Engineers play an increasingly important role in society.
Their innovations shape our future and everyday lives as they work tirelessly to develop solutions to complex engineering problems, making a real impact in the local and global stage.
In this era defined by the climate crisis, corporations worldwide are striving to find more sustainable solutions with minimal impact to the environment. At the same time, the pursuit of growth continues, spurred by globalisation and the advances in technology.
It’s never been more crucial for the next generation of specialist engineers to come up with innovative solutions towards these goals and more.
A postgraduate degree from a highly-ranked university such as the University of Warwick in the UK will equip students with what it takes to become the experts the world needs.
”We have re-energised our teaching programmes, investing in laboratories and refreshing course content to offer a set of MSc courses that will prepare our graduates for fulfilling specialist engineering careers,” said Prof David Towers, Head of School.
There are many factors distinguishing its School of Engineering from others in the UK.
Each MSc programme is designed by industry-leading academics whose research drives teaching excellence and the course design.
The department is ranked in the top 10 of UK Engineering departments in all major UK league tables and offers seven specialist MSc courses addressing current and future technology challenges.
Studying here means immersing yourself in research-led studies, tackling real-world problems and contributing to novel solutions. The holistic approach to engineering study also allows students to solve complex engineering problems alongside undergraduate MEng students.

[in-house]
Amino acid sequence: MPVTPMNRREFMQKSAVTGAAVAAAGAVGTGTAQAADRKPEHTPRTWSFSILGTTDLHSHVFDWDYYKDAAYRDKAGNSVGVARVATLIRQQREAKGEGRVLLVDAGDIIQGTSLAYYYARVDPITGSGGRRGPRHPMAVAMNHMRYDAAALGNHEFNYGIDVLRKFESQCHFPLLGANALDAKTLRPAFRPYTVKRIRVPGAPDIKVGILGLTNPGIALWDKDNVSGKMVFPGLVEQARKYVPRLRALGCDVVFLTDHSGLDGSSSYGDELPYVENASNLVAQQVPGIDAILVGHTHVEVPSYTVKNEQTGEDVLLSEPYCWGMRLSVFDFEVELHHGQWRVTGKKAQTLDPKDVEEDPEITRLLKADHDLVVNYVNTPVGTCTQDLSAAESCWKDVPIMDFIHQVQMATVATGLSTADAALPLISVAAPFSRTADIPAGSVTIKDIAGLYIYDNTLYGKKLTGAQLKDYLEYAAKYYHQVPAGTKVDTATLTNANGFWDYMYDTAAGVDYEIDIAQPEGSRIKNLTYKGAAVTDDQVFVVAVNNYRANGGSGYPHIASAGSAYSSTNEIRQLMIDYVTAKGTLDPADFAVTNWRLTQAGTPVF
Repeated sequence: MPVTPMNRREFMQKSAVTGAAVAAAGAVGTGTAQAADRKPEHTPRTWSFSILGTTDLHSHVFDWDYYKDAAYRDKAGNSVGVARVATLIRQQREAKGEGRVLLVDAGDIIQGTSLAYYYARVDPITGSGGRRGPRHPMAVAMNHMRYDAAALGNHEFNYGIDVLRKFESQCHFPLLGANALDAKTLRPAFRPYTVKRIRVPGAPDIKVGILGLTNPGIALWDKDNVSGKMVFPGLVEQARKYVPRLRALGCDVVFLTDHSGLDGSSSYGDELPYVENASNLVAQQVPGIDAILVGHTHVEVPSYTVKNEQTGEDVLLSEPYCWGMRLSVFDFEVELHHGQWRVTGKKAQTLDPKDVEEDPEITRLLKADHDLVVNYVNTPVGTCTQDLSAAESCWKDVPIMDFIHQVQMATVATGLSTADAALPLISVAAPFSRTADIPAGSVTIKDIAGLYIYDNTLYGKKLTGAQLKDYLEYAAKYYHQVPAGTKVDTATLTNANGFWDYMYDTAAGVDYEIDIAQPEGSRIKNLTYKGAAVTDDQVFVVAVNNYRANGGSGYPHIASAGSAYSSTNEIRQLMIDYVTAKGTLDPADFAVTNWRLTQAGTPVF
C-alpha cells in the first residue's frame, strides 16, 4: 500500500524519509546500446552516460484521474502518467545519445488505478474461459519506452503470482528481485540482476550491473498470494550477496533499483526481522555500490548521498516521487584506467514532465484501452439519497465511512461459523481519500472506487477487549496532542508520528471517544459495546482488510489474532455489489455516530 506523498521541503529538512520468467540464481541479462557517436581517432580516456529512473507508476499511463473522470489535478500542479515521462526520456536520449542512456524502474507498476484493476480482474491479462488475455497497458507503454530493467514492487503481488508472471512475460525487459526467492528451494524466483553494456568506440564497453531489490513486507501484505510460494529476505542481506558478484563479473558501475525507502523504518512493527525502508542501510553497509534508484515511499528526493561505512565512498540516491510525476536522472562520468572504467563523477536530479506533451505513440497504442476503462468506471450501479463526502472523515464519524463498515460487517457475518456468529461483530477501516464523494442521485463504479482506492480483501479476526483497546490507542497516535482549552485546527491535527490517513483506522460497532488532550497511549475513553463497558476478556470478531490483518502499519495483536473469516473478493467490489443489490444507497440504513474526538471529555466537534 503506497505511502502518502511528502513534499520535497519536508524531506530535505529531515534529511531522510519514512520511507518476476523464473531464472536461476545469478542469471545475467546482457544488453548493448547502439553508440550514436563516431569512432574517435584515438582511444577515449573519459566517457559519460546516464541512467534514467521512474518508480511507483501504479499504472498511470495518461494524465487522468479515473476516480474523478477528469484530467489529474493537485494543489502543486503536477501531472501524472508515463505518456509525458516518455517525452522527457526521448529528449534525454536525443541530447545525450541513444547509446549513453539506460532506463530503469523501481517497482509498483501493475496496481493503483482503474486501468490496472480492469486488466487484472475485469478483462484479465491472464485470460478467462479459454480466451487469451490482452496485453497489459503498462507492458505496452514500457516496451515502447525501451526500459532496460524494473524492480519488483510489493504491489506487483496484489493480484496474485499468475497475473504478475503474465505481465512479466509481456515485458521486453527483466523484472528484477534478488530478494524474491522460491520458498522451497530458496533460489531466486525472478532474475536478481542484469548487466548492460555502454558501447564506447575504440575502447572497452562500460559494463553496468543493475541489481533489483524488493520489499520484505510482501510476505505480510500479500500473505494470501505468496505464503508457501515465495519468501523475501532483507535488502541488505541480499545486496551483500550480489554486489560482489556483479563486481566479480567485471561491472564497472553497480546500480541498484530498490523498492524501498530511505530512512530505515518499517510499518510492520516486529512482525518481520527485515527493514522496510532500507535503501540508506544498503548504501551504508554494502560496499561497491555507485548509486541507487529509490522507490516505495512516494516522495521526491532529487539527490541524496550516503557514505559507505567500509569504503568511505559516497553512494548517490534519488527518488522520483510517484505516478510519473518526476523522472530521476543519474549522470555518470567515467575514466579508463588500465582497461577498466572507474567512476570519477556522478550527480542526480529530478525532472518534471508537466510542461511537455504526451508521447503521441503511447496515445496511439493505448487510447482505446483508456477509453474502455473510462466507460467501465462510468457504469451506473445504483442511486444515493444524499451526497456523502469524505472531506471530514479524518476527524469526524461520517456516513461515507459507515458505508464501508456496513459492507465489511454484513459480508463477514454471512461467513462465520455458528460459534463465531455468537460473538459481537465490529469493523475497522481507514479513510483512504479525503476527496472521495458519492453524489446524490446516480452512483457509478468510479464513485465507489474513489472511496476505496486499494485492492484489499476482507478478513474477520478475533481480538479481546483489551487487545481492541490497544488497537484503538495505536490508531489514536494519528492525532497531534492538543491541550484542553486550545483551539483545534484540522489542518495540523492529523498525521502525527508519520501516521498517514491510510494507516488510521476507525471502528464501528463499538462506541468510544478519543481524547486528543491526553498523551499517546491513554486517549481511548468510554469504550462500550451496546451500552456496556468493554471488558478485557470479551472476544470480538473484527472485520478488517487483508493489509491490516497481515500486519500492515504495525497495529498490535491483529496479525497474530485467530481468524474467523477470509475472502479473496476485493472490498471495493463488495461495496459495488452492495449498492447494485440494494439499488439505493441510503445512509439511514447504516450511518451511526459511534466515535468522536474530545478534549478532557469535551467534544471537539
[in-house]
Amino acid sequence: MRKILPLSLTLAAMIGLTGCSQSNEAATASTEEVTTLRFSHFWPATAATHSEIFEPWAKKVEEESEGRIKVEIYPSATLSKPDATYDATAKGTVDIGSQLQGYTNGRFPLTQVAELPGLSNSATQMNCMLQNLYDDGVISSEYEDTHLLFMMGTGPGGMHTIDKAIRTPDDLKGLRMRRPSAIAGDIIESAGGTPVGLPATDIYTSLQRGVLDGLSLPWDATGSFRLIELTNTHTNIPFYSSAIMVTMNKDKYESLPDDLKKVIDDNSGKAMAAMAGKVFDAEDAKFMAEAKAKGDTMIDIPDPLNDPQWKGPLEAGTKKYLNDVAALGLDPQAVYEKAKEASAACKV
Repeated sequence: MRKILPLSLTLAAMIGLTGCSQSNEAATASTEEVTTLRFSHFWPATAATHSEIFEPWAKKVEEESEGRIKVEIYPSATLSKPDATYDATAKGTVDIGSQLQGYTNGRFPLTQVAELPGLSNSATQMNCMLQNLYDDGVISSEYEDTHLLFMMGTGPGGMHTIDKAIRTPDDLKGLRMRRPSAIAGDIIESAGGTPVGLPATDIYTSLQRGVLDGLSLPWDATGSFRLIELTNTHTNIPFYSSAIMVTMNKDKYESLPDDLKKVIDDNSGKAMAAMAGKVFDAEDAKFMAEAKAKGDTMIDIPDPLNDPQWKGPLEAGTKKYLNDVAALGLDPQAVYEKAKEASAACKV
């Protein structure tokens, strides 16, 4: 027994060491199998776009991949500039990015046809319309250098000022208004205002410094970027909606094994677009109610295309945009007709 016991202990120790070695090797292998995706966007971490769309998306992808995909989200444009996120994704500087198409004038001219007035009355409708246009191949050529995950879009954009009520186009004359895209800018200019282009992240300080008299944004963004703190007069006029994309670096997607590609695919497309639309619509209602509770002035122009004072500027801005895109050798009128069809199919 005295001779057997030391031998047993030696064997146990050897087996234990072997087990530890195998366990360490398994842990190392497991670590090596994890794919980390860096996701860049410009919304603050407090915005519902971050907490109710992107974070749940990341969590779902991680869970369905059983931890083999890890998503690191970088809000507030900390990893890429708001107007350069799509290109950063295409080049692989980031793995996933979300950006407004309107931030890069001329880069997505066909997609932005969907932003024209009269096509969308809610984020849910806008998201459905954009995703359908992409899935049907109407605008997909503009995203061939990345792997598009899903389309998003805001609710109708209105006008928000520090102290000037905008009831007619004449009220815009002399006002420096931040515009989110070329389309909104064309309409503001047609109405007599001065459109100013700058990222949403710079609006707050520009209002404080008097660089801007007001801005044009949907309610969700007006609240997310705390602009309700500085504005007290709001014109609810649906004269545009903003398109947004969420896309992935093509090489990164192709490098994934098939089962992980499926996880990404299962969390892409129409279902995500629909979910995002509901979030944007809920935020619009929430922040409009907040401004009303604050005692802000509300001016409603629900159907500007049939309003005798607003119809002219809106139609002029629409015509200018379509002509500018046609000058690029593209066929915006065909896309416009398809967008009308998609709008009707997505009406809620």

Ranked 21st in the world in Times Higher Education’s Most International Universities in the World 2019 means students are gaining international perspectives that would serve them well in their studies and future careers. In the MSc programmes particularly, students get to meet and network with peers from around the world. Around half of the students in the MSc programmes’ academic year 2019/20 are from abroad.
As a result, the School’s students have the opportunity to develop more than just technical skills, but also the soft skills sought after by employers today, such as leadership, collaborative thinking and critical analysis.
All these factors come together to create an international reputation for excellence in teaching and research. A Warwick degree is well-recognised and will be known no matter which country you choose to work in.
Here is an overview of the postgraduate degrees the School offers in the exciting and emerging areas in engineering.
In this course, students are provided with fundamental scientific and technical knowledge to tackle the challenges of moving away from carbon-based fossil fuels. They will gain in-depth knowledge on the diverse range of sustainable energy technologies such as wind, solar, fuel cells, tidal and bioenergy.
Caspar Collins, who graduated with this MSc in 2017 said, “I really enjoyed the fact the MSc gives you the opportunity to gain in-depth knowledge in a specific research area; being able to focus your studies on the field that interests you most is a great experience.”
“I especially enjoyed our site visit to GE Power; it was great to see the technologies that we have been learning about in the classroom being implemented on an industrial scale.”
This programme equips students with state-of-the-art knowledge and the necessary skills across biomechanics, biomaterials, systems biology and medicine, computational intelligence in biomedical engineering, sensors, medical imaging and biomedical signal processing that are constituents of this fast-moving field.
Modules in each of these areas have been developed in parallel to the research conducted at the university so students are able to apply theory to practice. The course culminates in a group design project where students are tasked with designing a medical device.